A proposal for a giant television screen and green space in the P3 parking lot in Colonial Williamsburg is no longer on the table.
On Friday, the city announced the Colonial Williamsburg Foundation withdrew an application to create a pedestrian plaza in a parking lot adjacent to Merchants Square.
The foundation said public concern about parking and the idea of a large video screen in the plaza prompted them to withdraw the application.
The project entailed removing 40 parking spots and adding grass, seating and a water feature to the block bounded by Duke of Gloucester, North Boundary, Prince George and North Henry streets.
The green space and “festival marketplace” would have offered a gathering place and outdoor seating for nearby restaurants and other businesses, according to a news release from the city.
“We decided to step back for a while to see how the city’s parking plan implementation goes before we explore again the feasibility of the pedestrian plaza,” said Jeff Duncan, vice president of real estate for Colonial Williamsburg. “While we remain excited about the concept of the public plaza as an attractive gathering place, we support the city’s efforts to make parking easier downtown, thereby providing a better experience for all who visit.”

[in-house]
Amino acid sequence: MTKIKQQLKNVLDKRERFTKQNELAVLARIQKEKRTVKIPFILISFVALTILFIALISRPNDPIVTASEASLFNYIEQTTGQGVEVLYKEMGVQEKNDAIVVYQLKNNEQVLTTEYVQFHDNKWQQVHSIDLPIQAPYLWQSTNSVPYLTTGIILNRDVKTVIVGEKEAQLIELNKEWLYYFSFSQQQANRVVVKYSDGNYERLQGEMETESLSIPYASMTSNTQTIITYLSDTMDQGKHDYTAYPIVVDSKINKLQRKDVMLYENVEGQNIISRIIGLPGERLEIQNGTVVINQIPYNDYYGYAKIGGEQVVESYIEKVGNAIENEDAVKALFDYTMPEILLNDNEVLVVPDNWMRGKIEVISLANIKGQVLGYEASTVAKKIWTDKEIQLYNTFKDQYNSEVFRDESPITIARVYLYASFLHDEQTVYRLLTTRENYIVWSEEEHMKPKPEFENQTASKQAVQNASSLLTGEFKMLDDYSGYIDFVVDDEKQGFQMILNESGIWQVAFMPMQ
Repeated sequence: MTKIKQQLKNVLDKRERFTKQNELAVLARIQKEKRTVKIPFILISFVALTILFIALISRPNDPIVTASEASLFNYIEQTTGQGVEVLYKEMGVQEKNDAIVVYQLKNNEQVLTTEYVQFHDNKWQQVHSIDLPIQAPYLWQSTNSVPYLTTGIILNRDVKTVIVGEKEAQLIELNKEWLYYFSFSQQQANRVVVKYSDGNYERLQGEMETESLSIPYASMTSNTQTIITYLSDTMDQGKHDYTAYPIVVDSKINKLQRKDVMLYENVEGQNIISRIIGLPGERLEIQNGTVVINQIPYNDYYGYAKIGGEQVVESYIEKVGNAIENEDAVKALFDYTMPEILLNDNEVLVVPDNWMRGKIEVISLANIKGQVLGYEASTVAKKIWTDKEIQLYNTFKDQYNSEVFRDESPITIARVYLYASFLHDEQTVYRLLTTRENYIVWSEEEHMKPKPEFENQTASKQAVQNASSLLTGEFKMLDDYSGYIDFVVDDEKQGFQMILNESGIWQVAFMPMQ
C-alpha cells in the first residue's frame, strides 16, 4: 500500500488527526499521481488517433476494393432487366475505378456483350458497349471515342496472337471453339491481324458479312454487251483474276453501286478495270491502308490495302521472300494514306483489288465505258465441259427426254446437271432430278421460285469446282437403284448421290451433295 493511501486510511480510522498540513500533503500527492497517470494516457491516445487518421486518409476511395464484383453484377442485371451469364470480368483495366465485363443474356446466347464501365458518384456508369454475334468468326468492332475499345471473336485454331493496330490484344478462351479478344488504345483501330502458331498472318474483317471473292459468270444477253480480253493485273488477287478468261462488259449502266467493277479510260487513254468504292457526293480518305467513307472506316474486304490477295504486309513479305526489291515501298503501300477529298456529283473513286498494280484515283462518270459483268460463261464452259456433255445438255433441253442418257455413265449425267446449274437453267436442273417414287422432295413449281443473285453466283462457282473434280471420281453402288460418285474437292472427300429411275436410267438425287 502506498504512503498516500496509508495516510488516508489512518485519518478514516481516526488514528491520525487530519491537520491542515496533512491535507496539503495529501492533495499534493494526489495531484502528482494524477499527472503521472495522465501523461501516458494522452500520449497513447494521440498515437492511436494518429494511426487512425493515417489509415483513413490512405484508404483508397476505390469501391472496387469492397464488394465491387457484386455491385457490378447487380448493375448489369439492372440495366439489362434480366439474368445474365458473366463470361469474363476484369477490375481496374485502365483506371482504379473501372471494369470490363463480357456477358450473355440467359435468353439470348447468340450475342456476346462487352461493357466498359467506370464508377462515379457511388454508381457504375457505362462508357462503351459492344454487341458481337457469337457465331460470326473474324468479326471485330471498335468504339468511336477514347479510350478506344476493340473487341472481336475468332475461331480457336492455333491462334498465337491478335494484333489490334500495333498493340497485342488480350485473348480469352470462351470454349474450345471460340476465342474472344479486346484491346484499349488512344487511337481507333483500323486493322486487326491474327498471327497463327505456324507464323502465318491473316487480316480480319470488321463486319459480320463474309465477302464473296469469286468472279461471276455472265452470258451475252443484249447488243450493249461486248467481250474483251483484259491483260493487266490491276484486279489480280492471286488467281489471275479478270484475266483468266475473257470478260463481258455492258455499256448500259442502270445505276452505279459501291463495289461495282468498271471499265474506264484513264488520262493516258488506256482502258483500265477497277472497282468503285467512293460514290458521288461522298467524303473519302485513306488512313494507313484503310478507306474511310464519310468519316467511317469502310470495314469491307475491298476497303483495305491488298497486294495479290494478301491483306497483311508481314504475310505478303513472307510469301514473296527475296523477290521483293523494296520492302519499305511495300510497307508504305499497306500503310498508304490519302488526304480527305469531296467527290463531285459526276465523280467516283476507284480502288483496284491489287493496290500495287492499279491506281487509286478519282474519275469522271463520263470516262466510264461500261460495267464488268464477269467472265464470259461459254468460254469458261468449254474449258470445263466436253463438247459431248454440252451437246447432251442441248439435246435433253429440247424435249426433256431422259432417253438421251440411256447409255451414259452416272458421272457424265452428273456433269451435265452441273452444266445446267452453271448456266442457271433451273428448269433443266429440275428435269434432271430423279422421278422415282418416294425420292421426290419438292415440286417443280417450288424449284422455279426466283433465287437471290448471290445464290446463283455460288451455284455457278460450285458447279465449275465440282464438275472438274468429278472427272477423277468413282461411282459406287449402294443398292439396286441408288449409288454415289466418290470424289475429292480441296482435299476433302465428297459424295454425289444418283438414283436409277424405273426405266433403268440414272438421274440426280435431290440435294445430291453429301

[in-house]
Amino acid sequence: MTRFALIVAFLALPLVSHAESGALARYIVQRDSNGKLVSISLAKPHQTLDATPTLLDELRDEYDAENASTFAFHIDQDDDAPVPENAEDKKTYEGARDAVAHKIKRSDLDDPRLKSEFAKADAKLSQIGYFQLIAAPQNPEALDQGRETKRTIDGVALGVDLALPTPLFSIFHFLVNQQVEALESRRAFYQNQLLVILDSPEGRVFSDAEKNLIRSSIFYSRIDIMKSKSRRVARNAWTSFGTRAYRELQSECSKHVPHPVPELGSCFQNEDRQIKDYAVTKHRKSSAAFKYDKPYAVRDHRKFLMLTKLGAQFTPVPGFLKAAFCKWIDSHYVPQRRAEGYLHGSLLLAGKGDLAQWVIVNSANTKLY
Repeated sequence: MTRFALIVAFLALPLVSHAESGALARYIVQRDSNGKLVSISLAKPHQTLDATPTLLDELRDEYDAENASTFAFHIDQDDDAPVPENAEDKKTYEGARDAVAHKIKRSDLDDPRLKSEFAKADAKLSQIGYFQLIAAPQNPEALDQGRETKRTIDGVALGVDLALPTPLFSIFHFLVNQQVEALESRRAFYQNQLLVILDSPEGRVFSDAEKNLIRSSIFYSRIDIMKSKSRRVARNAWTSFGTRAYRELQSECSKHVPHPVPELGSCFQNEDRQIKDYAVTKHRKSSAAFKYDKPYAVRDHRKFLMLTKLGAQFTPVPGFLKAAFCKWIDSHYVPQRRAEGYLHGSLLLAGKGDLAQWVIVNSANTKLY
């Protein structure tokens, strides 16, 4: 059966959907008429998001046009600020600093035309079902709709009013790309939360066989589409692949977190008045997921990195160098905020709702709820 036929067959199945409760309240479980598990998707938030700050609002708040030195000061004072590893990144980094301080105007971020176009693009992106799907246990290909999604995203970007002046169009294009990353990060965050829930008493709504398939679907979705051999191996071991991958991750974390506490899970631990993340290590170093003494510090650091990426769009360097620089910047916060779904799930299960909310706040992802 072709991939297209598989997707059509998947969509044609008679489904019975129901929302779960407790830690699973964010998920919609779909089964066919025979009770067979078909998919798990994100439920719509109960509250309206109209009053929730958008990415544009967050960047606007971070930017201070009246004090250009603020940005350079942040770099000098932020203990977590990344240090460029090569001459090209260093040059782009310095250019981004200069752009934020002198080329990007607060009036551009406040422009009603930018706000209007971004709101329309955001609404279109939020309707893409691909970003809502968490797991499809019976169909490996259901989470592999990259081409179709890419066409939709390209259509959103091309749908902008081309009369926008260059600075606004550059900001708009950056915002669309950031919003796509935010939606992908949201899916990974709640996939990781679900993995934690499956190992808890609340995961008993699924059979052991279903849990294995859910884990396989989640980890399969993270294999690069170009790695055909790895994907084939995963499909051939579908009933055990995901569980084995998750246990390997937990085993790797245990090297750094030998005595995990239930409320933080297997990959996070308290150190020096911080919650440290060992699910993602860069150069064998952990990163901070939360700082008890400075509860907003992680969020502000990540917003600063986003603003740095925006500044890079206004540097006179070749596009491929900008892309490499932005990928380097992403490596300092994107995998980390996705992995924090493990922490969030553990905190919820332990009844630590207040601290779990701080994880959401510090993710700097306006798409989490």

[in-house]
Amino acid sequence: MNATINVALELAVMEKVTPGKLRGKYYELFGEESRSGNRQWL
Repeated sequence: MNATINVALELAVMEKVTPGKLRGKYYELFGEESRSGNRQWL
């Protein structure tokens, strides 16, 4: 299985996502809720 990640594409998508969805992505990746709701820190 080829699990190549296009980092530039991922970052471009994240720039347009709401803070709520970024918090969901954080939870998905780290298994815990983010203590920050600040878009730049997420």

Information from the city’s recent downtown parking study shows the P3 parking lot is a high-demand lot because it is close to Merchants Square.
The parking study also shows there are enough parking spaces in the downtown area, although the city hired additional parking enforcement officers to help “educate” visitors and residents about the availability of parking in the area.
The city Planning Commission reviewed the plaza plan in November, and City Council was scheduled to review it at their meeting Dec. 12.
During the planning meeting last month, the commission supported the plaza project as a whole, but took issue with the video wall.
The Planning Commission voted 5-1 in favor of Colonial Williamsburg’s requests, but modified staff’s recommendations – instead recommending a temporary screen to be erected up to 25 times each year.
“The plaza concept fits into the city’s Downtown Vibrancy Plan, but the loss of centrally located parking was a concern,” Vice Mayor Doug Pons said. “We appreciate the extra time to see how our parking plan implementation is working.”
If Colonial Williamsburg chooses to pursue the project again, they will need to refile the proposal and start the approval process from the beginning, according to the news release.